Hello, Jjanga Steak & Sushi in Las Vegas, Nevada

I go to a lot of high-end restaurants, and a lot of people seem to enjoy seeing what food is like at tasting menu, chef’s choice, and omakase restaurants, but I’ve also received a few requests to show some spots that are within a more reasonable price range. To fulfill that request, I made a quick lunch trip last week to Jjanga Steak & Sushi in the southwest suburbs of the Las Vegas Valley for some all-you-can-eat sushi.

They have two variants of their all-you-can-eat offering, a cheaper option for lunch and a slightly pricier option for an all day menu. The all day menu had a much broader selection that included many of my preferred sushi and seafood dishes, so I opted for the all day menu.

My first dish was amaebi topped with flying fish roe. It was a nice, thick, broad piece with a well-balanced amount of seasoning. It had the same juicy and satisfying tex­ture as you’d expect from high-quality sweet shrimp.

Each day of the week, they have a rotating special menu. I tried a bunch of items from their special menu, and the first item that came out was bulgogi inari. It was very average, and I liked it—it was pretty much exactly what you’d expect from bulgogi and rice with a bit of crispy onion at the top for tex­ture.

I also ordered a different beef dish, but I don’t remember what this was, as I can’t seem to find it on either the special nor the regular AYCE menu. It was almost as if it was a beef dumpling, but the fried crust was thicker and it was much creamier on the inside. This item was definitely leaning heavily towards the “steak” side of the “steak and sushi” coverage of the restaurant. I think this would’ve been a better entrée to eat as a closer to counteract a long chain of raw fish.

Next up was was salmon belly sashimi. As you can probably see from the photo, they put way too much screaming orgasm sauce (which is usually made with some mayonnaise, vinegar, fish sauce, and other sauces used in Japanese cuisine). I scraped a majority of it off—as much as possible without removing too much of the flying fish roe. Salmon belly is one of my favorite cuts of sushi, and I think this would’ve been much, much better if served without so much sauce.

Next up was an oyster. It was mysteriously disconnected from the shell, so I’m not sure if this is one of those situations where restaurants only use the shell for show and actually just put the oyster into an empty shell manually. Regardless, the oyster was very large and very flavorful.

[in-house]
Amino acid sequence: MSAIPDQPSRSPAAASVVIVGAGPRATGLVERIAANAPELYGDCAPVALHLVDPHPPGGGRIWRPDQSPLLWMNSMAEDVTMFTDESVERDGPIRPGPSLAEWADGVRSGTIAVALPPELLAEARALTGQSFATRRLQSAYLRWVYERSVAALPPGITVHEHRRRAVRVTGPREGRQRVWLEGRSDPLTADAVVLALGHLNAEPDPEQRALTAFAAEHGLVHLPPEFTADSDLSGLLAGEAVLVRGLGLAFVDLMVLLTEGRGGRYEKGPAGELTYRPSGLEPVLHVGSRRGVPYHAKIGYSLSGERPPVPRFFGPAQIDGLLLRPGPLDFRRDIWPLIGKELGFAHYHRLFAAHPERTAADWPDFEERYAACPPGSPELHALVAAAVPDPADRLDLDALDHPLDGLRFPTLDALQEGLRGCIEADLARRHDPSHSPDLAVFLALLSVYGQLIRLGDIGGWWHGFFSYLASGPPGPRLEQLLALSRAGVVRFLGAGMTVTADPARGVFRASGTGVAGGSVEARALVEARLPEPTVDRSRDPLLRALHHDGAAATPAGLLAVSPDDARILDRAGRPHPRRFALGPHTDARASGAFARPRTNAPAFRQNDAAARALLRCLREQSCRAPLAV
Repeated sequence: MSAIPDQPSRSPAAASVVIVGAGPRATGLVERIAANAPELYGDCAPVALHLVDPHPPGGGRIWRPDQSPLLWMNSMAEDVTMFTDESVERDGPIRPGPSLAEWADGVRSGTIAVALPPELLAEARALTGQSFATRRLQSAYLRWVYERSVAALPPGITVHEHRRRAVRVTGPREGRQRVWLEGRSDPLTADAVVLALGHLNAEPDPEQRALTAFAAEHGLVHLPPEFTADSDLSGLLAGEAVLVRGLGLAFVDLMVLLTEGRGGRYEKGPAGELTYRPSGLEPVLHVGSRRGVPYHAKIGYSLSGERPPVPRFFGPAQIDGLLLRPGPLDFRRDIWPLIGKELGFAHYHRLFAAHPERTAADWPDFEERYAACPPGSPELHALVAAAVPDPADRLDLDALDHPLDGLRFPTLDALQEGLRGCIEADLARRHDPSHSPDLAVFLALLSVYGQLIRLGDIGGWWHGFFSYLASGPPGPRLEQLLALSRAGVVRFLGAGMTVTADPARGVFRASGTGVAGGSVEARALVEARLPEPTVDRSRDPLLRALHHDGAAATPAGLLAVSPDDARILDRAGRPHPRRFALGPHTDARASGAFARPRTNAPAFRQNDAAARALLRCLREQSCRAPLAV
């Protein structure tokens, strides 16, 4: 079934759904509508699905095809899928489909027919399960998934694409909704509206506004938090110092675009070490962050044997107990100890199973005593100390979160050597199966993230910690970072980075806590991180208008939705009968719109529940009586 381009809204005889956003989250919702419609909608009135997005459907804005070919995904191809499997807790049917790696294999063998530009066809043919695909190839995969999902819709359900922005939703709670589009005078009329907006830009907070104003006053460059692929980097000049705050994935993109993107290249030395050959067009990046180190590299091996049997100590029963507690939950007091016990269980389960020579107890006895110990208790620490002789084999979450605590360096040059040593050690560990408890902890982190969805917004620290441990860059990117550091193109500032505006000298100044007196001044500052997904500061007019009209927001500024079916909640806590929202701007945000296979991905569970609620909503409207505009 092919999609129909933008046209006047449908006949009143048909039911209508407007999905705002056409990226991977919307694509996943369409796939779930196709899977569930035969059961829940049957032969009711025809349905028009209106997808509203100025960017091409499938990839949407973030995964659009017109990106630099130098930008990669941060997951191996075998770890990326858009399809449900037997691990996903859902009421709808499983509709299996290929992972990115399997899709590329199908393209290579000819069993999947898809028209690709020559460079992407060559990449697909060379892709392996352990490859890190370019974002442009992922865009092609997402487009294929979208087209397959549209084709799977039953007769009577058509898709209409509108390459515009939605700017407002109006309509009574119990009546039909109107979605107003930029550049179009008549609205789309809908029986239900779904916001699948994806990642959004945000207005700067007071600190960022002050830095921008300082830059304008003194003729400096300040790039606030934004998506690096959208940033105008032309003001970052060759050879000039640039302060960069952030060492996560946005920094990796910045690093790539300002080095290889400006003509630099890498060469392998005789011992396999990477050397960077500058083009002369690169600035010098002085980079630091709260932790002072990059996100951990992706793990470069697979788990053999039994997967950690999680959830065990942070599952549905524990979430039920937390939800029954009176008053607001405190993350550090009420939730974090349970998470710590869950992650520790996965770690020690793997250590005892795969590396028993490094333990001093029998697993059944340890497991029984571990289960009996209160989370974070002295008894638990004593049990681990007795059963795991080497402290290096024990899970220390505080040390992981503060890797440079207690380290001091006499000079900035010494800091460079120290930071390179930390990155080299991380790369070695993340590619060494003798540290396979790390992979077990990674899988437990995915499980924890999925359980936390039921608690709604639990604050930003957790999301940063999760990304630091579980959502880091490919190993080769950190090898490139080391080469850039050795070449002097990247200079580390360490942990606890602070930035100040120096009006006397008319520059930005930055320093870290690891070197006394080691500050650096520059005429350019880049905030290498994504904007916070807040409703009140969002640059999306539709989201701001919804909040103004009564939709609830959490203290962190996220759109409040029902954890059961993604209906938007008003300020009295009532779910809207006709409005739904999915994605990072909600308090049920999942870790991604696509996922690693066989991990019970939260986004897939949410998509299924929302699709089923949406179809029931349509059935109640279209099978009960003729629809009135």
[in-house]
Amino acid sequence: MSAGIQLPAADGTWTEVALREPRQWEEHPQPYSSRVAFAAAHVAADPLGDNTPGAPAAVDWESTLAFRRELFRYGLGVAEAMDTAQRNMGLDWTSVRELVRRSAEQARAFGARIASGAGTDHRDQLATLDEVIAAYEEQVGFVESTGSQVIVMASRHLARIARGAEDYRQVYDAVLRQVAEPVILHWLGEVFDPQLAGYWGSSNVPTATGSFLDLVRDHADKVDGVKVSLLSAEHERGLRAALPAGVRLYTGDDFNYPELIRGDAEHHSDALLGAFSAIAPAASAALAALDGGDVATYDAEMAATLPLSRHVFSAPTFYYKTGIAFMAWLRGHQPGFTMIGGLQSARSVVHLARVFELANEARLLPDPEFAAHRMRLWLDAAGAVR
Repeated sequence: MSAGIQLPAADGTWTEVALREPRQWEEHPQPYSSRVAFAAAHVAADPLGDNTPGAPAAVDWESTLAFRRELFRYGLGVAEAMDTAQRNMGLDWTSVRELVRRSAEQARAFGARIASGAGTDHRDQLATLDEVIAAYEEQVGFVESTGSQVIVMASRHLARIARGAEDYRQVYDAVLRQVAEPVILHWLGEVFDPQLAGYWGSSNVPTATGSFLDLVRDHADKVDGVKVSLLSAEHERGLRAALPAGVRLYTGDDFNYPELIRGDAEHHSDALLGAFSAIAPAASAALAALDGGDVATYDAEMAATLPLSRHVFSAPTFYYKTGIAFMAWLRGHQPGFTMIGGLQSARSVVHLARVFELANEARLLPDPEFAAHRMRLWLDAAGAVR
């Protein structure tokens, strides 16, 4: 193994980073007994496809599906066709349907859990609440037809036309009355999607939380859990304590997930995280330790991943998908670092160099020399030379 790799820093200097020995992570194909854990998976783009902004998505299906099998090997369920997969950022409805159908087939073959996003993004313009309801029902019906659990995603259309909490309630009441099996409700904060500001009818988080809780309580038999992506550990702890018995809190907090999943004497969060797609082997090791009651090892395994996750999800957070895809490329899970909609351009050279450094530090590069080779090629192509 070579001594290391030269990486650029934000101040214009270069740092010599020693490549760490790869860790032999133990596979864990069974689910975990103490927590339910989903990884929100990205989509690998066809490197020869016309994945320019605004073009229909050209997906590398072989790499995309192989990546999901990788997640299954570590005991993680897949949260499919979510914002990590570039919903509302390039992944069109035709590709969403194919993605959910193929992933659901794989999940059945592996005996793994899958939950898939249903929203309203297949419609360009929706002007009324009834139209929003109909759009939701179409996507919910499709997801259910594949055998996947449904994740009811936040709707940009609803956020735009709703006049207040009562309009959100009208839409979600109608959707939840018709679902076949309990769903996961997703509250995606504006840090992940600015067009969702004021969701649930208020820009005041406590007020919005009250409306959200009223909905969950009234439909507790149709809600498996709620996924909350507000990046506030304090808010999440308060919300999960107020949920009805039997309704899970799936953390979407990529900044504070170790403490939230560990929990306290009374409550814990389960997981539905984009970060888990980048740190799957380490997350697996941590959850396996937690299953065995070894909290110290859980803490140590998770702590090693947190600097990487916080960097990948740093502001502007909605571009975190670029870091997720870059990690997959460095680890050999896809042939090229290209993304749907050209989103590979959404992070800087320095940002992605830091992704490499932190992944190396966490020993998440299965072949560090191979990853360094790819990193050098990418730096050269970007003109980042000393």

After finishing my round of daily special menu items, I ordered a sashimi salad. The photo didn’t focus properly and didn’t come out too well, but I decided to post it anyway because I enjoyed the theme that this restaurant had of broad, thick pieces of shrimp.

I also got a screaming orgasm—the actual entrée, not just the sauce. It was strips of tuna sashimi topped with some flying fish roe (which, I discovered, they really enjoy using on many different dishes as a topping).

I was curious and wanted to try out a few more items from the grill side again, so I ordered a mini chicken katsu. The portion size was much, much larger than I expected, and I definitely regret ordering this because of how much sushi I could’ve had in its stead. The chicken quality was mediocre, it was slightly overcooked, and the breading was a bit excessive.

I also tried an octopus skewer. I thought it would come out raw, but it was deep fried instead. Again, it was larger than I expected, and again, it was fairly mediocre.

After eating all that fried food, I went back to some sushi. I had a lot more nigiri than is pictured here, but one of my favorite selections from this res­tau­rant was the escolar, commonly known as white tuna.

For dessert, I finished with a small piece of mango mochi.

Here is a breakdown of what I paid:

All-you-can-eat, all-day menu  $ 31.99
Tax (7.65%)  $  2.64
Gratuity (18%)  $  6.23
Total  $ 40.86

Overall, I’d say that I had a decently satisfying experience. If you also decide to pay a visit to Jjanga for all-you-can-eat and you like sushi, I highly rec­om­mend avoiding their grill menu and just sticking with their specials and sushi menu items to get maximum value for your money.